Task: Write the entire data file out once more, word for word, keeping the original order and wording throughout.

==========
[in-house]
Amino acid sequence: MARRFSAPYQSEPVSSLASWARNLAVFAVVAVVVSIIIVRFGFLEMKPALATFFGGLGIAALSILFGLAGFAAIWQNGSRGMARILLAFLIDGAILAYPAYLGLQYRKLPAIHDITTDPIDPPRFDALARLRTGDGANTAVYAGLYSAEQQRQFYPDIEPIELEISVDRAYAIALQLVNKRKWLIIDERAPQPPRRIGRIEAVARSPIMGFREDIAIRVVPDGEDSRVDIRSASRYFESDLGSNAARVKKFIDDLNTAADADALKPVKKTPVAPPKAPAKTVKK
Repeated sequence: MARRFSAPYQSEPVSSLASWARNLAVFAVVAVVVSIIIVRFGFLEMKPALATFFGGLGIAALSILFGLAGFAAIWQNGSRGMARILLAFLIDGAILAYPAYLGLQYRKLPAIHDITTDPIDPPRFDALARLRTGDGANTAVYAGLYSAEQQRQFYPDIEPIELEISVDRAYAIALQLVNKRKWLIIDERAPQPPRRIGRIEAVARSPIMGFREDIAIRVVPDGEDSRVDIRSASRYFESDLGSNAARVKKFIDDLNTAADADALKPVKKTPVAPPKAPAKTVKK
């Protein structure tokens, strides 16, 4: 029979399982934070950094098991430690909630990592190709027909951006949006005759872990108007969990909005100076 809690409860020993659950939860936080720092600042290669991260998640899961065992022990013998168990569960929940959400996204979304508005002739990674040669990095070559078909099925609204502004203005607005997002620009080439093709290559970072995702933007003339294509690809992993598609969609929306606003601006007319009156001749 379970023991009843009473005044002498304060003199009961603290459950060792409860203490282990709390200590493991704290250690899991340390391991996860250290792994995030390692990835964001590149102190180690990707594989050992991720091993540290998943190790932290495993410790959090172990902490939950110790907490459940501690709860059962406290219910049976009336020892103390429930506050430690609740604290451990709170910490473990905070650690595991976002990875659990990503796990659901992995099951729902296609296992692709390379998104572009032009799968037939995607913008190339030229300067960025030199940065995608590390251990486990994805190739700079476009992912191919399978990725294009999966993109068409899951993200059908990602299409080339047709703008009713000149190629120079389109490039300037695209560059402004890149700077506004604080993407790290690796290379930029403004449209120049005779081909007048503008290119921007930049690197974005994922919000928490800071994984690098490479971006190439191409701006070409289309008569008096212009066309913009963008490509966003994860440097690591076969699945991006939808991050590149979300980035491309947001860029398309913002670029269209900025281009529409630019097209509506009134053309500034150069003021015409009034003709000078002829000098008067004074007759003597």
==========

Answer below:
[in-house]
Amino acid sequence: MARRFSAPYQSEPVSSLASWARNLAVFAVVAVVVSIIIVRFGFLEMKPALATFFGGLGIAALSILFGLAGFAAIWQNGSRGMARILLAFLIDGAILAYPAYLGLQYRKLPAIHDITTDPIDPPRFDALARLRTGDGANTAVYAGLYSAEQQRQFYPDIEPIELEISVDRAYAIALQLVNKRKWLIIDERAPQPPRRIGRIEAVARSPIMGFREDIAIRVVPDGEDSRVDIRSASRYFESDLGSNAARVKKFIDDLNTAADADALKPVKKTPVAPPKAPAKTVKK
Repeated sequence: MARRFSAPYQSEPVSSLASWARNLAVFAVVAVVVSIIIVRFGFLEMKPALATFFGGLGIAALSILFGLAGFAAIWQNGSRGMARILLAFLIDGAILAYPAYLGLQYRKLPAIHDITTDPIDPPRFDALARLRTGDGANTAVYAGLYSAEQQRQFYPDIEPIELEISVDRAYAIALQLVNKRKWLIIDERAPQPPRRIGRIEAVARSPIMGFREDIAIRVVPDGEDSRVDIRSASRYFESDLGSNAARVKKFIDDLNTAADADALKPVKKTPVAPPKAPAKTVKK
């Protein structure tokens, strides 16, 4: 029979399982934070950094098991430690909630990592190709027909951006949006005759872990108007969990909005100076 809690409860020993659950939860936080720092600042290669991260998640899961065992022990013998168990569960929940959400996204979304508005002739990674040669990095070559078909099925609204502004203005607005997002620009080439093709290559970072995702933007003339294509690809992993598609969609929306606003601006007319009156001749 379970023991009843009473005044002498304060003199009961603290459950060792409860203490282990709390200590493991704290250690899991340390391991996860250290792994995030390692990835964001590149102190180690990707594989050992991720091993540290998943190790932290495993410790959090172990902490939950110790907490459940501690709860059962406290219910049976009336020892103390429930506050430690609740604290451990709170910490473990905070650690595991976002990875659990990503796990659901992995099951729902296609296992692709390379998104572009032009799968037939995607913008190339030229300067960025030199940065995608590390251990486990994805190739700079476009992912191919399978990725294009999966993109068409899951993200059908990602299409080339047709703008009713000149190629120079389109490039300037695209560059402004890149700077506004604080993407790290690796290379930029403004449209120049005779081909007048503008290119921007930049690197974005994922919000928490800071994984690098490479971006190439191409701006070409289309008569008096212009066309913009963008490509966003994860440097690591076969699945991006939808991050590149979300980035491309947001860029398309913002670029269209900025281009529409630019097209509506009134053309500034150069003021015409009034003709000078002829000098008067004074007759003597």